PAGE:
• M Kobetsky, A O’Connell, R Krever and M Stewart, Income Tax: Text, Materials and Essential Cases, 7th ed., The Federation Press, 2008 (Note, a subsequent edition of this book has been published)
  • P Burgess, G S Cooper, M Stewart and R J Vann, Cooper, Krever & Vann’s Income Taxation: Commentary and Materials, 7th ed., Thomson, Pyrmont, 2012
  • Julie Cassidy, Concise Income Tax, 5th ed., The Federation Press, Leichhardt, 2010
  • Andrew Sommer, Robyn Schofield and Stephen Gates, Tax & Insolvency, 3rd ed., Thomson Reuters, Pyrmont, 2011
  • Stephen J Gates, Tax Aspects of Corporate Restructuring, LBC, North Ryde, 1996
  • Maurice Cashmere, Tax and Corporate Financing into the new millennium, CCH, North Ryde, 1999
  • Stan Ross and Philip Burgess, Income Tax: A Critical Analysis, 2nd ed., LBC Information Services, North Ryde, 1992
  • Wouter Scholtz, Australian Corporate Taxation, Longman Business & Professional, Melbourne, 1995
  • C J Taylor, Capital Gains Tax: Business Assets and Entities, Law Bok Company, North Ryde, 1994
  • Michael Butler, Australian Federal Company Taxation, Butterworths, North Ryde, 1994
  • Jeffrey Waincymer, Australian Income Tax: Principles and Policy, 2nd ed., Butterworths, North Ryde, 1993
  • Bernard Marks, Corporate Taxation in Australia: Distributions and Imputation, CCH, North Ryde, 1990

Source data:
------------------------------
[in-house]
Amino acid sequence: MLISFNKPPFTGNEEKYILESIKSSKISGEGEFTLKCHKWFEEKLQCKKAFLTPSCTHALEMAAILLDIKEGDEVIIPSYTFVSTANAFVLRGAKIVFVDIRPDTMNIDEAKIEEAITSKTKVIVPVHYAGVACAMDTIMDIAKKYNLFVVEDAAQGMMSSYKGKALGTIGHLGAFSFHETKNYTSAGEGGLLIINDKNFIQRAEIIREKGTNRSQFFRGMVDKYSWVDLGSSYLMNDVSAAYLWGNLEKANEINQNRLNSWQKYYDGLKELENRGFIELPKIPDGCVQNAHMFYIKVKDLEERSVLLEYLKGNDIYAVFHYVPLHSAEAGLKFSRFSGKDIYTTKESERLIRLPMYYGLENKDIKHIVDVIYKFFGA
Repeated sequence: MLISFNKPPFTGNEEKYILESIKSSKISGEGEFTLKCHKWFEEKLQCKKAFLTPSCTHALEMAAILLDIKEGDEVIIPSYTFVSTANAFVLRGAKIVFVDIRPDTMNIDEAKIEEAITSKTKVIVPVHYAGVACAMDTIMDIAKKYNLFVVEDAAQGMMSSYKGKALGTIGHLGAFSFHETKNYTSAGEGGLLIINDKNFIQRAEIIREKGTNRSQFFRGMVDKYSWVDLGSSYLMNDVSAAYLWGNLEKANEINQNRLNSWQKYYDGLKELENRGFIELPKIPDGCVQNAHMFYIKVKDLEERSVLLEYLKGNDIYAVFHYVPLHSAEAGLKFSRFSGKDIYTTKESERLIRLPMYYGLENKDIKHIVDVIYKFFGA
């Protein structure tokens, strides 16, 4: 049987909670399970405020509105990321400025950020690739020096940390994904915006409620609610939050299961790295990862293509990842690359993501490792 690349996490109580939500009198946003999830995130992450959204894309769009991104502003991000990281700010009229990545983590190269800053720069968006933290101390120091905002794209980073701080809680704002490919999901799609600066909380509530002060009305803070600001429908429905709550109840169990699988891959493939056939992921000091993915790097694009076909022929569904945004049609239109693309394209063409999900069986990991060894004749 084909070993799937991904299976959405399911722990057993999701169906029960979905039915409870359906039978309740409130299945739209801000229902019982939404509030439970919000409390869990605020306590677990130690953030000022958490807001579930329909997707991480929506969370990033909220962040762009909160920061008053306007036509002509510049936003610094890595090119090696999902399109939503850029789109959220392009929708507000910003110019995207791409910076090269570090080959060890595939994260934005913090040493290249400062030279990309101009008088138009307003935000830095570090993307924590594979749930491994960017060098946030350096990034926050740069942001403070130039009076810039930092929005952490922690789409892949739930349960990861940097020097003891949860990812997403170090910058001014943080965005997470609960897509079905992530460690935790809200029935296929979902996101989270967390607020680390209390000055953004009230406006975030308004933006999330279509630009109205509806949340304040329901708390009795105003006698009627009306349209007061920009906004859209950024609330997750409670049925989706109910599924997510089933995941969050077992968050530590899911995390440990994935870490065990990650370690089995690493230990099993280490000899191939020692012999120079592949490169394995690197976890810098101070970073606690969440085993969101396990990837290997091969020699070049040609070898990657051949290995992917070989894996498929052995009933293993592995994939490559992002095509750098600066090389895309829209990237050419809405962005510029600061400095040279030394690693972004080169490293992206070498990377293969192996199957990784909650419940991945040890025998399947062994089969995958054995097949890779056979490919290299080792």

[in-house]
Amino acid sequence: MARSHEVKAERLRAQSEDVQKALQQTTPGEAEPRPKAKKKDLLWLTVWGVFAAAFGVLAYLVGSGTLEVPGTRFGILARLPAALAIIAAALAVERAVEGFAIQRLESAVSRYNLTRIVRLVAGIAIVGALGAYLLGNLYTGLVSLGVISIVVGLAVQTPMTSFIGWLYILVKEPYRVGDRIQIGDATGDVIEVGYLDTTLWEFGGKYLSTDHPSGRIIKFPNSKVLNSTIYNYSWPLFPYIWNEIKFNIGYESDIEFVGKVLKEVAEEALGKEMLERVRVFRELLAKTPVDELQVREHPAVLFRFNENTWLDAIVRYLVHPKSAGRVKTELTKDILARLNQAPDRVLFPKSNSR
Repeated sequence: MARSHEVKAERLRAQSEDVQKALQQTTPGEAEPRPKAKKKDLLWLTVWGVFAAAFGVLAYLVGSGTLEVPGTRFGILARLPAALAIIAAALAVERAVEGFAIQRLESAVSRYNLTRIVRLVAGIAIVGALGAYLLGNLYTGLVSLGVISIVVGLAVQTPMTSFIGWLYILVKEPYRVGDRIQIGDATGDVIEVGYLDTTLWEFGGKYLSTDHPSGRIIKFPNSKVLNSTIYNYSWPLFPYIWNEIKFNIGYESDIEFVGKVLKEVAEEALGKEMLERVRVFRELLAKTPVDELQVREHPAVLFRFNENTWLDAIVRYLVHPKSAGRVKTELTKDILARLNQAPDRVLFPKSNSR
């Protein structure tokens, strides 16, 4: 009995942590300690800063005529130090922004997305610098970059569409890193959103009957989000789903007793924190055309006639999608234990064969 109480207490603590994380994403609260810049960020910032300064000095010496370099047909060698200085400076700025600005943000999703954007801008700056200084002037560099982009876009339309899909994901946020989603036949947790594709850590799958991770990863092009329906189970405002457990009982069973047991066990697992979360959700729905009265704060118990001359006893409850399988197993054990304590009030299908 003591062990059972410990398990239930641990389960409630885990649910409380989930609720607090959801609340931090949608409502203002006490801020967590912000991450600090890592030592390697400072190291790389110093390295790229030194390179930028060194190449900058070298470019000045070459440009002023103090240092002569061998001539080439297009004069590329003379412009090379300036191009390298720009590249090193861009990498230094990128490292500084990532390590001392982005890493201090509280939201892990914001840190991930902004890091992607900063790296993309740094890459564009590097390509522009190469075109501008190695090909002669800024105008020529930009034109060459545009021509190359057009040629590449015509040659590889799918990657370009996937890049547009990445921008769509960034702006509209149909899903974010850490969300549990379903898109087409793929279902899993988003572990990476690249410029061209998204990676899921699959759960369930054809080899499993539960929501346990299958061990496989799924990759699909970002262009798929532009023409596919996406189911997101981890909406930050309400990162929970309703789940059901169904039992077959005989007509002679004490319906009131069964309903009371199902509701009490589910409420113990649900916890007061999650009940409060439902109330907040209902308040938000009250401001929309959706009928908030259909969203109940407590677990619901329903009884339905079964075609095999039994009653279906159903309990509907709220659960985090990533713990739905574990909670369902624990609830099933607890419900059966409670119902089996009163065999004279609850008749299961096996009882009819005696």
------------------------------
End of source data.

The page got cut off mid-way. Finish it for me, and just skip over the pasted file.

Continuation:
• R I Richards and R H Doherty, Taxation of Dividends: The imputation and foreign tax credit systems, Butterworths, North Ryde, 1987
  • Richard J Vann (ed.), Company Tax Reform, The Law Book Company, North Ryde, 1988

(As noted, some of these listed books have been published as subsequent editions)

Australian Taxation Office (ATO) Rulings that can be consulted

The ATO has published a number of rulings on Australia’s income tax in the area of the taxation of business entities. These rulings provide readers with the ATO’s view on various transactions. They are a valuable source of information. Indeed, a number of rulings are referred to in the prescribed text. Further, some rulings are listed in the Lecture Program, Reading Program and Study Guide as important readings. The rulings are available on the ATO’s website. A step-by-step guide to finding the rulings is set out in the Approach to Solving Problems in Taxation Law and Student Companion document.

Taxation Journals/Bulletins that can be consulted